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Caught Between Rare Disease and COVID-19

2020 was a year of disruption, fear, and grief, affecting individuals, families, and societies worldwide. Covid-19 was one of the major causes, the ensuing economic crisis another. Too many people were infected, too many hospitalized, too many died. Everywhere public health systems, economies, and people’s wellbeing and livelihoods were deeply – and often tragically – hurt.


As always in disasters of such magnitude, fragile people, the elderly, and those with underlying medical conditions or lack of resources are especially at risk. In particular people with rare diseases (RD) are increasingly prioritized in health care policy circles, both in the EU and elsewhere. But they are not just at risk because of their diseases’ inherent nature, but also for other reasons. Priority given to Covid-19 victims may interrupt their regular treatment schedule. They may also be too scared of visiting hospitals flooded by infected people.


In November 2020, Eurordis, the organization representing RD patients in the EU and affiliated countries, reported the results of a survey held among 6945 RD patients on the effects of the pandemic on their situation. The respondents together represented 36 countries and 1250 disease types.[1]


The survey shows that Covid-19 caused severe disruptions to care in 83% of situations. 7 out of 10 medical appointments were canceled. Surgeries and transplants were canceled or postponed in 6 out of 10 cases. For infusions and chemotherapies, psychiatry sessions, physiotherapy, and diagnostic testing, the survey reports similar figures. 34% of respondents were told not to come to the hospital if it was not for COVID-19. 25% reported that the hospital unit they usually went to was temporarily closed. 47% said that they had been too scared to go to the hospital. Two out of three respondents reported suffering from depression. They had the feeling they were not able to overcome their problems since the beginning of the pandemic. However, there were also testimonies from patients and caregivers that mentioned additional support and help from health care professionals. Respondents mentioned family and personal friends as vital sources of support (64%), alongside e-health facilities (90%).


The point is not to argue that people with rare diseases were impacted worse than patients with more common diseases. Nevertheless, RD patients’ situations may well have been more poignant and uncertain because of their difficult and often chronic situation and their need for highly-specialized, high-frequency, and non-routine care.


The Eurordis’ survey report almost coincided with the official approval of the first vaccines in the USA and Europe. Joy and sighs of relief all around (apart from anti-vaxxers and complot theorists). For the rare disease community that signals new urgent questions like: Should you get vaccinated or avoid it given your relatively unknown rare medical condition? For the moment patient organizations and medical specialists’ key messages to be: ‘We don’t know’ and ‘Consult your doctor.’ But will doctors know? They may not know either unless there is already circumstantial evidence from sources other than the clinical testing of the vaccines that points in a clear direction. Consider the small incident involving the famous Dr. Fauci[2], who said in a newscast in early December that people treated for Guillain-Barré syndrome (GBS) should avoid taken the vaccines as these may cause a recurrence of symptoms. That triggered an open letter from thirteen leading experts who point out that in the vaccines concerned no instances of a relation between the vaccine and GBS has been observed. Moreover, the final Centre for Disease Control (CDC) report on the vaccine before approval contained no such evidence or warning about this. Furthermore, the experts pointed out that many other reports suggest that there is probably no excess risk for neurological complications if one takes the vaccine.[3] But time will tell.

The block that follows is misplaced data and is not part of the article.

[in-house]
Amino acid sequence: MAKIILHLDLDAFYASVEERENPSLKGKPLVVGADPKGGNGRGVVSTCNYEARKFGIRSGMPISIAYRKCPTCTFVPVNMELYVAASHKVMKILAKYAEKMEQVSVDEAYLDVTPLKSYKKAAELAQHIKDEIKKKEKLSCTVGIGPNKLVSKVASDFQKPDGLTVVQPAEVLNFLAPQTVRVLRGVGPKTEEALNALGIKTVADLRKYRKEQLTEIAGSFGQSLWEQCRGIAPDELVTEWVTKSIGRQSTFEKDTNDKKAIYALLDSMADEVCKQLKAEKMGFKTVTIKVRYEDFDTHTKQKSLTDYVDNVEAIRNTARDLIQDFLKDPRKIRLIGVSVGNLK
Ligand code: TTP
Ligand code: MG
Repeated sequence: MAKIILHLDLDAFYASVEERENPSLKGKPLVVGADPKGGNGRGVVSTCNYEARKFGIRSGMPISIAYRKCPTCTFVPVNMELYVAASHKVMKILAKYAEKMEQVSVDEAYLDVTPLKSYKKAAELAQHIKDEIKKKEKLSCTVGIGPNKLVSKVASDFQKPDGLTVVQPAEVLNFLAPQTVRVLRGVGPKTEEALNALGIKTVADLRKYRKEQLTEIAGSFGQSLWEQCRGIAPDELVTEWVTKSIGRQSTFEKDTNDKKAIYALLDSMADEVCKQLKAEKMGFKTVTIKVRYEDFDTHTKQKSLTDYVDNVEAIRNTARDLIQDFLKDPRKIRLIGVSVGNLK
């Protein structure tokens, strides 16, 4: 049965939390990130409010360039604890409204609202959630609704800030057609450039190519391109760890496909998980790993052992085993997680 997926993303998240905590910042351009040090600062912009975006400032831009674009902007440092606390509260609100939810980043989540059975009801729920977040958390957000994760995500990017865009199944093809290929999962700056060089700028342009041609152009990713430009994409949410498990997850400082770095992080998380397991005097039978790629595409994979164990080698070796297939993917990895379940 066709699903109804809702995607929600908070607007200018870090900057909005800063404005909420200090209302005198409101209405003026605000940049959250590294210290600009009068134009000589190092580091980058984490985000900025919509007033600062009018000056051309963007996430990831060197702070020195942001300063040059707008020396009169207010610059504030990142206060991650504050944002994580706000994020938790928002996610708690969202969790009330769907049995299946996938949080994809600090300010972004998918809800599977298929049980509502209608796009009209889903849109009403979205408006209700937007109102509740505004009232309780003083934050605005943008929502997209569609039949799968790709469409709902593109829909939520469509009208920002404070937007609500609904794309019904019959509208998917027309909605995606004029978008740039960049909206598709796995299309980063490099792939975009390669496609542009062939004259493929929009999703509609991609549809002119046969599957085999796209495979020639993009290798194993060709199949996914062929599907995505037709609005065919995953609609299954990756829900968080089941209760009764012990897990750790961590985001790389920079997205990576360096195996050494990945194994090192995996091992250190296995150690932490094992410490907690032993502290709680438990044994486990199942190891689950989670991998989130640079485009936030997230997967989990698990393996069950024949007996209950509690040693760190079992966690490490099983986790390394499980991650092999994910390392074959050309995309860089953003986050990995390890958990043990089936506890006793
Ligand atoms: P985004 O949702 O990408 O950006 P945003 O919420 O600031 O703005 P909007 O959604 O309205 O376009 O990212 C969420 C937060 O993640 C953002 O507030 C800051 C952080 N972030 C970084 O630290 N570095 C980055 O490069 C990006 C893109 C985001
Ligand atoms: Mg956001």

There is an ironic Catch-22 logic in all this, concerning the ideal of evidence-based medical care. On the one hand, to develop medicines for rare diseases is a costly and challenging process, and once there is a promising drug on the horizon, companies (or other investigators) may not be able to test it in a double-blind clinical trial. And if approved, the price charged by the pharmaceutical company will often be considered prohibitive by health insurance organizations. On the other hand, when massive, classical double clinical trials are used to test vaccines against epidemics that will often not allow reliable and solid conclusions for RD patients. However, the vaccine will be available at a low cost for such patients. Yet, if you do indeed consult your doctor, please don’t forget to ask whether taken the vaccine might affect your participation in drug trials related to the disease you do have.


A social pharmaceutical innovation perspective like SPIN should help to advance patients’ health and safety. Avoiding and handling the catch-22 logics should be integral to that. For both structural participatory involvement of patients and doctors in innovation recommends itself.

[1] See Eurordis (2020). How has Covid-19 impacted people with rare diseases. [2] See Dan Hurley, ‘No Excess Risk for Neurologic Events Observed to Date from COVID-19 Vaccines’ Neurology Today, volume 21(3) 15 January 2021. [3] In response Fauci admitted that his advice had been premature and that he had adjusted his position once the CDC opinion had been made public. See: Dan Hurley op. cit.

Written by: Rob Hagendijk


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